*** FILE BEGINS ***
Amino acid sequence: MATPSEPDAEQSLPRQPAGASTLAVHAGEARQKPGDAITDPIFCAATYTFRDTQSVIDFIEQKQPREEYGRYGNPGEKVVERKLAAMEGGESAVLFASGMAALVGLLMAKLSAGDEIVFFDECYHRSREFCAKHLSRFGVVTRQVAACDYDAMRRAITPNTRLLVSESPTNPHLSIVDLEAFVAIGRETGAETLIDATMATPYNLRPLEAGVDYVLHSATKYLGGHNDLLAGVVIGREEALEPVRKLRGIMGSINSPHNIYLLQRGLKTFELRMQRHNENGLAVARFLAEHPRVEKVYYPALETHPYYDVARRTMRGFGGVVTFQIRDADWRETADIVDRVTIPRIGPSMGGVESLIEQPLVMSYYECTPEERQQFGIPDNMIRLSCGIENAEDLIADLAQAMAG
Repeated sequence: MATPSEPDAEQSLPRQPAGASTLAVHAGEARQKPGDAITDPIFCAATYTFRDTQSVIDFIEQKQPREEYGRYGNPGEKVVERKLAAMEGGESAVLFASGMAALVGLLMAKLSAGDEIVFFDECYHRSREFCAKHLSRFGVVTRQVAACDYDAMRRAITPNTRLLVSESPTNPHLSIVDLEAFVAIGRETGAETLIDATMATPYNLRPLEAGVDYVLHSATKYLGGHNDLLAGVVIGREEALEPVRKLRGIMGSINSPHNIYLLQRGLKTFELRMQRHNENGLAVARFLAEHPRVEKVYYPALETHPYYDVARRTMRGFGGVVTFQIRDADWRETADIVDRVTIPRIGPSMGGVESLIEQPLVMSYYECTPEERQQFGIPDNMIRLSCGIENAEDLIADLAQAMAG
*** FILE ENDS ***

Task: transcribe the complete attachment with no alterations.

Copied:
Amino acid sequence: MATPSEPDAEQSLPRQPAGASTLAVHAGEARQKPGDAITDPIFCAATYTFRDTQSVIDFIEQKQPREEYGRYGNPGEKVVERKLAAMEGGESAVLFASGMAALVGLLMAKLSAGDEIVFFDECYHRSREFCAKHLSRFGVVTRQVAACDYDAMRRAITPNTRLLVSESPTNPHLSIVDLEAFVAIGRETGAETLIDATMATPYNLRPLEAGVDYVLHSATKYLGGHNDLLAGVVIGREEALEPVRKLRGIMGSINSPHNIYLLQRGLKTFELRMQRHNENGLAVARFLAEHPRVEKVYYPALETHPYYDVARRTMRGFGGVVTFQIRDADWRETADIVDRVTIPRIGPSMGGVESLIEQPLVMSYYECTPEERQQFGIPDNMIRLSCGIENAEDLIADLAQAMAG
Repeated sequence: MATPSEPDAEQSLPRQPAGASTLAVHAGEARQKPGDAITDPIFCAATYTFRDTQSVIDFIEQKQPREEYGRYGNPGEKVVERKLAAMEGGESAVLFASGMAALVGLLMAKLSAGDEIVFFDECYHRSREFCAKHLSRFGVVTRQVAACDYDAMRRAITPNTRLLVSESPTNPHLSIVDLEAFVAIGRETGAETLIDATMATPYNLRPLEAGVDYVLHSATKYLGGHNDLLAGVVIGREEALEPVRKLRGIMGSINSPHNIYLLQRGLKTFELRMQRHNENGLAVARFLAEHPRVEKVYYPALETHPYYDVARRTMRGFGGVVTFQIRDADWRETADIVDRVTIPRIGPSMGGVESLIEQPLVMSYYECTPEERQQFGIPDNMIRLSCGIENAEDLIADLAQAMAG